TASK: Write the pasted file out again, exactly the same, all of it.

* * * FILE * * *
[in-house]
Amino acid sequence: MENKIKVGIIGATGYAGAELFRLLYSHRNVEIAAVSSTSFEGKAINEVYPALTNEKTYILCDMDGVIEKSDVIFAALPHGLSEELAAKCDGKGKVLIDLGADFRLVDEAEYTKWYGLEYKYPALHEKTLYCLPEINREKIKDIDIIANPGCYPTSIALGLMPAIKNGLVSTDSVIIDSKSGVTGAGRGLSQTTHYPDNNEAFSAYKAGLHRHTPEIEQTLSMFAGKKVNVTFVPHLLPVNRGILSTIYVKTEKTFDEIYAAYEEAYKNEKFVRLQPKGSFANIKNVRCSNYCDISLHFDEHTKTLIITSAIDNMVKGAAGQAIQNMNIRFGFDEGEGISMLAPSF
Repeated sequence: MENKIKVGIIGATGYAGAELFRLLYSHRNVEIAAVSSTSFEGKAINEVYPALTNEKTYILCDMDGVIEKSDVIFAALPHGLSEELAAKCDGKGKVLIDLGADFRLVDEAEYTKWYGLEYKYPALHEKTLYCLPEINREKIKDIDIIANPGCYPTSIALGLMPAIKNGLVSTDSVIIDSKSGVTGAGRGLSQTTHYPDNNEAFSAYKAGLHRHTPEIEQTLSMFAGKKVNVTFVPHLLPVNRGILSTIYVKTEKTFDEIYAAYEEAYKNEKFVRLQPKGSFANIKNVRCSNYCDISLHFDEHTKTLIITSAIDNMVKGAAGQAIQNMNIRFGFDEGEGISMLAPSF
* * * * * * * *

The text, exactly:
[in-house]
Amino acid sequence: MENKIKVGIIGATGYAGAELFRLLYSHRNVEIAAVSSTSFEGKAINEVYPALTNEKTYILCDMDGVIEKSDVIFAALPHGLSEELAAKCDGKGKVLIDLGADFRLVDEAEYTKWYGLEYKYPALHEKTLYCLPEINREKIKDIDIIANPGCYPTSIALGLMPAIKNGLVSTDSVIIDSKSGVTGAGRGLSQTTHYPDNNEAFSAYKAGLHRHTPEIEQTLSMFAGKKVNVTFVPHLLPVNRGILSTIYVKTEKTFDEIYAAYEEAYKNEKFVRLQPKGSFANIKNVRCSNYCDISLHFDEHTKTLIITSAIDNMVKGAAGQAIQNMNIRFGFDEGEGISMLAPSF
Repeated sequence: MENKIKVGIIGATGYAGAELFRLLYSHRNVEIAAVSSTSFEGKAINEVYPALTNEKTYILCDMDGVIEKSDVIFAALPHGLSEELAAKCDGKGKVLIDLGADFRLVDEAEYTKWYGLEYKYPALHEKTLYCLPEINREKIKDIDIIANPGCYPTSIALGLMPAIKNGLVSTDSVIIDSKSGVTGAGRGLSQTTHYPDNNEAFSAYKAGLHRHTPEIEQTLSMFAGKKVNVTFVPHLLPVNRGILSTIYVKTEKTFDEIYAAYEEAYKNEKFVRLQPKGSFANIKNVRCSNYCDISLHFDEHTKTLIITSAIDNMVKGAAGQAIQNMNIRFGFDEGEGISMLAPSF